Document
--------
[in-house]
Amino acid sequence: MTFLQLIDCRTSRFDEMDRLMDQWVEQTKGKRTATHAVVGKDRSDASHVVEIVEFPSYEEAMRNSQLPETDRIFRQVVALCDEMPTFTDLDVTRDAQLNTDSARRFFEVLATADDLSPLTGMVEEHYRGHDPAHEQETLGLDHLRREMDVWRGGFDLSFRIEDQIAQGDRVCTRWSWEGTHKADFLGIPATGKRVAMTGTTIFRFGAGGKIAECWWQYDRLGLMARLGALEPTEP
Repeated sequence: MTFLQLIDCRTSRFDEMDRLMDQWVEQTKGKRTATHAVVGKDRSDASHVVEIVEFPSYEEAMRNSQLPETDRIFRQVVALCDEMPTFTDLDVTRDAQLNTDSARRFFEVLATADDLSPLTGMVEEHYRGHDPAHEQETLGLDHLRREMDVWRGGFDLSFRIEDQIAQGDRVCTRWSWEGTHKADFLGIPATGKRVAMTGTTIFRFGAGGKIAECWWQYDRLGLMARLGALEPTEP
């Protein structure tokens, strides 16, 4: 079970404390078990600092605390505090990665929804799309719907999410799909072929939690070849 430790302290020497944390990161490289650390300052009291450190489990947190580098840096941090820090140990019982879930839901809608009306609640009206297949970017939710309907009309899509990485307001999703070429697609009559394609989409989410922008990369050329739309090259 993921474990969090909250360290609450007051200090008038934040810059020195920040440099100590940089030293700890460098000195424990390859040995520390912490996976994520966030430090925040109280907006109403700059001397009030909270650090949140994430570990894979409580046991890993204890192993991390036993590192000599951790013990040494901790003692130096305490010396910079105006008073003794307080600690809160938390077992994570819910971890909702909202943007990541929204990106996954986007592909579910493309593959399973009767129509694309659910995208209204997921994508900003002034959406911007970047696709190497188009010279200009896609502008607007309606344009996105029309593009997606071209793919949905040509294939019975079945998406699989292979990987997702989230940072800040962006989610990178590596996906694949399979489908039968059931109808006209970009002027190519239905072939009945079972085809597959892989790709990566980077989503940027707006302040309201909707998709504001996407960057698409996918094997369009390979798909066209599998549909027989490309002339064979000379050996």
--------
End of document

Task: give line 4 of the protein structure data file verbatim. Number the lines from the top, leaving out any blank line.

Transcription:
């Protein structure tokens, strides 16, 4: 079970404390078990600092605390505090990665929804799309719907999410799909072929939690070849 430790302290020497944390990161490289650390300052009291450190489990947190580098840096941090820090140990019982879930839901809608009306609640009206297949970017939710309907009309899509990485307001999703070429697609009559394609989409989410922008990369050329739309090259 993921474990969090909250360290609450007051200090008038934040810059020195920040440099100590940089030293700890460098000195424990390859040995520390912490996976994520966030430090925040109280907006109403700059001397009030909270650090949140994430570990894979409580046991890993204890192993991390036993590192000599951790013990040494901790003692130096305490010396910079105006008073003794307080600690809160938390077992994570819910971890909702909202943007990541929204990106996954986007592909579910493309593959399973009767129509694309659910995208209204997921994508900003002034959406911007970047696709190497188009010279200009896609502008607007309606344009996105029309593009997606071209793919949905040509294939019975079945998406699989292979990987997702989230940072800040962006989610990178590596996906694949399979489908039968059931109808006209970009002027190519239905072939009945079972085809597959892989790709990566980077989503940027707006302040309201909707998709504001996407960057698409996918094997369009390979798909066209599998549909027989490309002339064979000379050996």